The return to school 2020: advice for a safe return

The return to school 2020 has undoubtedly been different, full of great uncertainty and with many doubts for parents and teachers, but we must not forget to continue doing our bit, so it remains safe. We give you some tips to do so.

child care

19 October 2020

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This year, the return to lessons has meant a huge challenge, not just for schools, but also for mums, dads and the pupils themselves, who have returned to a routine after spending six months at home due to the pandemic. A start to the school year that has been marked by the obligation to wear masks and classroom bubbles. After nearly a month since the start of lessons, we must continue to maintain the initial rules and not let our guard down so that schools can continue to be safe places for our children. 


Maintain physical distance

Although each school has established an action protocol to maintain distance between pupils and teaching staff, it is easy for streets to become congested with a large number of people at the start and end of the school day.  It is important to try and maintain a distance of at least 2 metres from other people. It is normal for little ones to stop respecting distances when they see their friends, but we must make them understand that this year it is important not to give kisses, hugs, group together in the playground...


The use of masks is fundamental

The use of masks in one of the most important measures to stop coronavirus. There is no point wearing one if we don’t show children how to put it on and remove it properly. So, they feel more comfortable, find a mask with a pattern they like, maybe with some of the characters from their favourite series or cartoon. Don’t forget to put a spare mask in their school bag and an envelope or mask storage holder so they can put it away if they need to remove it.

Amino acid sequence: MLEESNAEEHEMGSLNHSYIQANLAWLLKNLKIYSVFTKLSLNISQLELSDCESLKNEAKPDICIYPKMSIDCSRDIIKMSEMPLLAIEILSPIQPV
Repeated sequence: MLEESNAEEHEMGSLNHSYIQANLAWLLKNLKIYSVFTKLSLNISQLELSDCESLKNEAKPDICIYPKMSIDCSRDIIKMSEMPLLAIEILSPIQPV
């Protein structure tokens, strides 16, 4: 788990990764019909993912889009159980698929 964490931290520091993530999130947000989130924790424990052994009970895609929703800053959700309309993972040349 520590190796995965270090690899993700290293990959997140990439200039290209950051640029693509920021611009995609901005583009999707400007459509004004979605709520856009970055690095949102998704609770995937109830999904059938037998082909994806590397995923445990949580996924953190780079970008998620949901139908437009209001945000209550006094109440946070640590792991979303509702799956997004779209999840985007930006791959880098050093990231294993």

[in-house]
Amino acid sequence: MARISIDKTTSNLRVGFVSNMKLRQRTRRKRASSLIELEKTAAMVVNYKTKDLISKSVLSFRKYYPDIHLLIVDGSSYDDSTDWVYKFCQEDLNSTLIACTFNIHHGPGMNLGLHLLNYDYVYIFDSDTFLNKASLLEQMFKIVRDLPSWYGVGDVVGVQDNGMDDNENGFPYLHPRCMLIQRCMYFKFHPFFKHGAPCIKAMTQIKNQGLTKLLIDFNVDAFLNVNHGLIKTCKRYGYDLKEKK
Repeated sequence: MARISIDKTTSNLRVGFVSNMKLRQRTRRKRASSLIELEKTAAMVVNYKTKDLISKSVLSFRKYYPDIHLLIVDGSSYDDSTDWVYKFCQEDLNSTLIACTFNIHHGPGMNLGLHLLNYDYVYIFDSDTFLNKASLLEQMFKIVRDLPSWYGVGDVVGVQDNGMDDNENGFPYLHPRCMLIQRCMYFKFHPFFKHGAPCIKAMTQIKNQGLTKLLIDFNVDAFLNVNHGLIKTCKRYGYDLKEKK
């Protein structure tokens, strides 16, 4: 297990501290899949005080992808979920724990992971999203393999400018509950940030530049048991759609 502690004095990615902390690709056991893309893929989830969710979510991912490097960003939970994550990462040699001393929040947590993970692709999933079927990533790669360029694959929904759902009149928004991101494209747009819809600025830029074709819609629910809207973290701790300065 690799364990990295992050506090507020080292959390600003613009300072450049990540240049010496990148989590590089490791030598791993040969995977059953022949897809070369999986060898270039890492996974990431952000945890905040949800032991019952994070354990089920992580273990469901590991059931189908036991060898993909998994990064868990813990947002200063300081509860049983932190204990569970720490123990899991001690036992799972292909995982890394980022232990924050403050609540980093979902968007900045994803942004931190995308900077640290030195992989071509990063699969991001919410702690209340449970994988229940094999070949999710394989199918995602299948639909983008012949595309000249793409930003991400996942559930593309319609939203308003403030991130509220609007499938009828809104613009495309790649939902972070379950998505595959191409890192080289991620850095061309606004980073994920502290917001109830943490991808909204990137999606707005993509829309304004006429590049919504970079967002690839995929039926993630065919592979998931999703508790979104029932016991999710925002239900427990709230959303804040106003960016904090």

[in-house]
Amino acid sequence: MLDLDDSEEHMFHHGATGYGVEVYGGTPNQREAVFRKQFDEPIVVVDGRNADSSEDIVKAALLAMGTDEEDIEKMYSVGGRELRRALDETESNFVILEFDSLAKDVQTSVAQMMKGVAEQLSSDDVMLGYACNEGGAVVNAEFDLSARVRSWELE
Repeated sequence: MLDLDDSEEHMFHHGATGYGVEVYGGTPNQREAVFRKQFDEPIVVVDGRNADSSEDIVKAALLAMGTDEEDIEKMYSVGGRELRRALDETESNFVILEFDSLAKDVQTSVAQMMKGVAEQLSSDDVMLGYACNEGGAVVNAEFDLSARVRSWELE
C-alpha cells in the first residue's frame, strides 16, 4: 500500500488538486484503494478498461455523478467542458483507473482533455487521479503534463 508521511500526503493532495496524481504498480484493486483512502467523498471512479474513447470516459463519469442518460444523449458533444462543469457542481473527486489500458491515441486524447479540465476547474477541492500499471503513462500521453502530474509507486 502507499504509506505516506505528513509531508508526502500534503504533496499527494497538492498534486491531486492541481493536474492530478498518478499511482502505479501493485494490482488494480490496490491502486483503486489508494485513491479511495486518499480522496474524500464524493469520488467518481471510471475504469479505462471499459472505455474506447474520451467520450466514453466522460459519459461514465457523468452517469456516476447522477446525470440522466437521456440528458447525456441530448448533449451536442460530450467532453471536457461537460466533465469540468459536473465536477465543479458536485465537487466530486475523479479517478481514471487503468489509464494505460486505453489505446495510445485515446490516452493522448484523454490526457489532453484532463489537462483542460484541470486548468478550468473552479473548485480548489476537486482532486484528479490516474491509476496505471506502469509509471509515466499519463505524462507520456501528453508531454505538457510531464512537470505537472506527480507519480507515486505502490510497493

Take a daily temperature

From now on, we should incorporate a new routine each morning. After children have had their breakfast, got clean and got dressed, it is important to take their temperature before they go to school. In the event of any symptoms appearing or a fever, it is best to stay at home and contact the doctor’s surgery.


Raise awareness, but in a calm way

Children should know the details of the illness: what it is, how it is transmitted, what the symptoms are and how it is combated. However, parents should convey calmness and confidence to children. If we convey fear and uncertainty, these feelings will end up generating upset that may manifest itself in many ways.  The emotional state of parents is key in children’s development, and even more so now. It is also important not to pass the responsibility of a potential infection onto them. We should communicate with children calmly and with composure, giving brief, clear messages suitable for their age and highlighting that parents, teachers and other workers at school are monitoring and safeguarding them.